The spinal cord is secured by a few layers of tissue, called spinal meninges, that surround the trench. The dura mater is the uttermost layer, and it shapes a solid protective blanket. Between the dura mater and the surrounding bone of the vertebrae is a space called the epidural space. The epidural space is filled with bloated tissue, and it keeps a framework of blood red overflow vessels. The arachnoid mater is the inside protective layer. Its name claims establishes in the way that the tissue has a spiderweb-for example indication. The space between the arachnoid and the underlyng pia mater is called the subarachnoid space. The subarachnoid space keeps cerebrospinal fluid (CSF). The helpful procedure presumed to be a lumbar cut (or spinal tap) incorporates use of a needle to withdraw cerebrospinal fluid from the subarachnoid space, as a tenet from the lumbar region of the spine. The pia mater is the deepest preventive layer. It is truly delicate and it is tightly associated with the surface of the spinal rope. The string is stabilized within the dura mater by the uniting denticulate ligaments, which connect from the incorporating pia mater in the side between the dorsal and ventral roots. The dural sac completes at the vertebral level of the second sacral vertebra.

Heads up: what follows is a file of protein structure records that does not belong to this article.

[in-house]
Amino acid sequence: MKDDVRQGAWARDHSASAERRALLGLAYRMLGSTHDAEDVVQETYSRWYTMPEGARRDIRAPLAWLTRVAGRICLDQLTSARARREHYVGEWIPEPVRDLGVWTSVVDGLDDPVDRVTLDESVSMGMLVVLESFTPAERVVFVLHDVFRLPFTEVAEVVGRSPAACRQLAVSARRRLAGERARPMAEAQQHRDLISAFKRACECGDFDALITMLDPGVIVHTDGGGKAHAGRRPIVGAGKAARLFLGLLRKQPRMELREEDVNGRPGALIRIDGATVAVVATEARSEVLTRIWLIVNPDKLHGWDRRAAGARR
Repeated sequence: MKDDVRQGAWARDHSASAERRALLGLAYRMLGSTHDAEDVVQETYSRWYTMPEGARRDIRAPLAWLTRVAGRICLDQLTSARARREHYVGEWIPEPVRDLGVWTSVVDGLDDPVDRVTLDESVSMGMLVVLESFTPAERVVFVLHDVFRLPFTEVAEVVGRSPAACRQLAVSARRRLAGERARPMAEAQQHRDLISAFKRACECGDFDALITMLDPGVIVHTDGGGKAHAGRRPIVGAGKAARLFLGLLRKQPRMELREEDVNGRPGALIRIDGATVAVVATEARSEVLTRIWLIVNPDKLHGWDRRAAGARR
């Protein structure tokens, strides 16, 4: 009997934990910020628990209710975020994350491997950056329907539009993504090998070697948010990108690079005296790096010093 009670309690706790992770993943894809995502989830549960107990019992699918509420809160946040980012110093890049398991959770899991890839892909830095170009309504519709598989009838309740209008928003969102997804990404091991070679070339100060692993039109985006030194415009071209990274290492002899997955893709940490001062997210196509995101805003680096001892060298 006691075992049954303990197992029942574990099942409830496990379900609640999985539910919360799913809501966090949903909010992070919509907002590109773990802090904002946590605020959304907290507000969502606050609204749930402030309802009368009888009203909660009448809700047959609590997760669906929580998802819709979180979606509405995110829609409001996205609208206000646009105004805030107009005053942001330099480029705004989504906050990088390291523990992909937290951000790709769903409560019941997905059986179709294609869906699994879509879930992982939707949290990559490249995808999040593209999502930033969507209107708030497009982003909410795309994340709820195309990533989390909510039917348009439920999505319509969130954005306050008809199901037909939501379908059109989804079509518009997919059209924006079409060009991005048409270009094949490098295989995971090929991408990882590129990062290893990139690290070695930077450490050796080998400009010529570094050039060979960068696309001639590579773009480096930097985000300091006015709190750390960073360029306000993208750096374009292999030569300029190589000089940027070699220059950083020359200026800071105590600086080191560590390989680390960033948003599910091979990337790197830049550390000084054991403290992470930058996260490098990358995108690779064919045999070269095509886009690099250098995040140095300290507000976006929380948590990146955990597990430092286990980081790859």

Originally posted: November 18, 2012